Disgruntled rank-and-file firefighters greeted Mayor Michael Nutter and senior Philadelphia Fire Department officials with inflammatory chants at the dedication of a new, long-awaited firehouse in Tacony on Tuesday.
As Nutter, Deputy Mayor Everett Gillison and Fire Commissioner Lloyd Ayers cut the ribbon on the $6.7 million Engine 38 facility at Keystone Street and Magee Avenue in normally bucolic Disston Park, more than 150 members of the city’s firefighters union, Local 22, loudly demanded that the administration honor the labor contract awarded to them in 2010 through binding arbitration.
And as community leaders toured what would be the city’s first-ever “green” firehouse, Local 22 members questioned how long the facility would remain open full-time before it would become subject to the fire department’s controversial brown-out policy.
“We are here today because the mayor continues to stick behind claims that he can’t afford to pay our contract and can’t afford to stop brown-outs, which isn’t true,” said a union demonstrator, who spoke on condition of anonymity to shield himself from possible on-the-job backlash.
Under the brown-out program, the fire department shuts down operations at certain firehouses throughout the city on selected shifts on a rotating basis. Neighboring fire companies cover the vacated territories. Initiated in 2010, the program is meant to save the city $3.8 million annually in firefighter wages, particularly overtime expenditures.
ldquo;It’s a never-ending battle between us and [Nutter], when the number one priority should be safety,” the anonymous union member said.
Demonstrators, many of whom were accompanied by their spouses and children, assembled outside the firehouse as public tours of the site began at 10 a.m. They booed as Gillison and then Nutter arrived. They waved signs demanding a “recall” of the mayor, who was elected to a second term in 2011.
The demonstrators, who were not in uniform, re-assembled inside the firehouse as Nutter and other officials took turns speaking at a podium. Some union members walked out of the building as the Rev. Joseph L. Farrell of St. Leo’s Roman Catholic Church led a recitation of The Lord’s Prayer. Others walked out as Nutter approached the microphone.
Hecklers interrupted the speakers repeatedly. When a group of demonstrators chanted, “binding, binding, binding,” a reference to the unfulfilled arbitration award, event organizers attempted to close the three towering garage doors to buffer the noise and lock the Local 22 members out of the firehouse. But savvy demonstrators prevented the doors from closing by standing beneath them and triggering safety sensors.
“This is America and people have a right to express themselves,” Nutter told the Northeast Times after the event. “Sometimes, you’d like them to use certain judgment, but you can’t do anything about that.”
The mayor insisted that the protests couldn’t spoil a joyous occasion.
“You cannot rob the community of their joy and appreciation for what happened here,” Nutter said. “We promised them a new fire station, new fire equipment and we fulfilled that.”
Engine 38 had been on a perpetual brown-out because the company, while still commissioned by the department, had no firehouse. The city tore down the former firehouse at State Road and Longshore Avenue in 2009 to make room for construction on Interstate 95.
The new Engine 38 is not on the brown-out rotation.
“Engine 38 will be operating full-time as soon as we cut the ribbon, twenty-four-seven,” said Battalion Chief Chuck Walker, who oversees facilities and equipment for the fire department.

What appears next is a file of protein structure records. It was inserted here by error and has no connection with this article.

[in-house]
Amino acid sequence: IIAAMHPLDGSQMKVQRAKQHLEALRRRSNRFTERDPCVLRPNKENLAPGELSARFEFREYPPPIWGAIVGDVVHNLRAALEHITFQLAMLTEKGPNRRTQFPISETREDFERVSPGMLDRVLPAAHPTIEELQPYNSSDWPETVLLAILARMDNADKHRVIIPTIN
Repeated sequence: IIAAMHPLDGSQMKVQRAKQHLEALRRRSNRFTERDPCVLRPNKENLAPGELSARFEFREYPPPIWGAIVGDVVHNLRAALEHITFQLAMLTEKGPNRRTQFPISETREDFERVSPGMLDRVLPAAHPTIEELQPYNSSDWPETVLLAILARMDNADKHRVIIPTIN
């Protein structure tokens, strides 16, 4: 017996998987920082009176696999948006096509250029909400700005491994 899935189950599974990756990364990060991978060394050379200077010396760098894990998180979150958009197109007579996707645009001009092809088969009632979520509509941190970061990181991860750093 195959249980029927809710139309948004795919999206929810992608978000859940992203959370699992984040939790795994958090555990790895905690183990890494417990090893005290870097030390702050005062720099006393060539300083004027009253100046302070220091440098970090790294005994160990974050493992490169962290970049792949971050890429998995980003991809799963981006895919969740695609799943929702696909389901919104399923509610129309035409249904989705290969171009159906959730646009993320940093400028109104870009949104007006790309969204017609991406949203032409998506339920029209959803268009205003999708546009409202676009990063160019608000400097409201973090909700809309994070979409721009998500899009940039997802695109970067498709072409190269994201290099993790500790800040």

The department has not disclosed if it will add engine companies to the brown-out rotation to compensate for the removal of Engine 38 from the rotation, or if Engine 38 will be added back to the rotation eventually.
“We’re looking at other possibilities for stations in [other] areas,” said Executive Chief Richard Davison, the fire department’s official spokesman. “But that decision hasn’t been made yet.”
Bill Gault, the Local 22 president, said that the department issued a memo to union members stating that Engine 38 will remain active full-time for at least one month.
“All I know right now is this is not going to be browned out this month,” Gault said.
Walker described the new firehouse as a state-of-the-art facility where any firefighter would be pleased to work. It is the city’s first newly built firehouse since 1997. The city and the state split construction costs about evenly.
In addition, the fire department assigned a new apparatus to the resident company. The bright red 2012 KME “water tower” diesel truck cost between $250,000 and $300,000 to buy and equip, Walker said.
The 12,200-square-foot building has two floors and was built into a natural slope, so there are entrances on both floors.
The garage has three bays, although just one apparatus has been assigned to the facility.
It was built to achieve LEED Silver certification due to its environmentally conscious construction and design. Certification is pending.
The station has a storm-water management system and efficient heating and air conditioning systems. All of the raw materials used in construction originated within 500 miles of the site to minimize the environmental impact of transporting them. Tubes inside the garage collect the exhaust from idling trucks and filter out the contaminants.
“It sits back [into the hillside] and doesn’t interfere with the aesthetics of the park,” Walker said.
Community leaders from the Tacony Civic Association, the Historical Society of Tacony and other organizations endorsed the project, despite the potentially controversial placement inside a city park.
Nutter and other city officials credited former City Councilwoman Joan Krajewski, her successor, Bobby Henon, and state lawmakers for shepherding the project through government approvals and funding processes. ••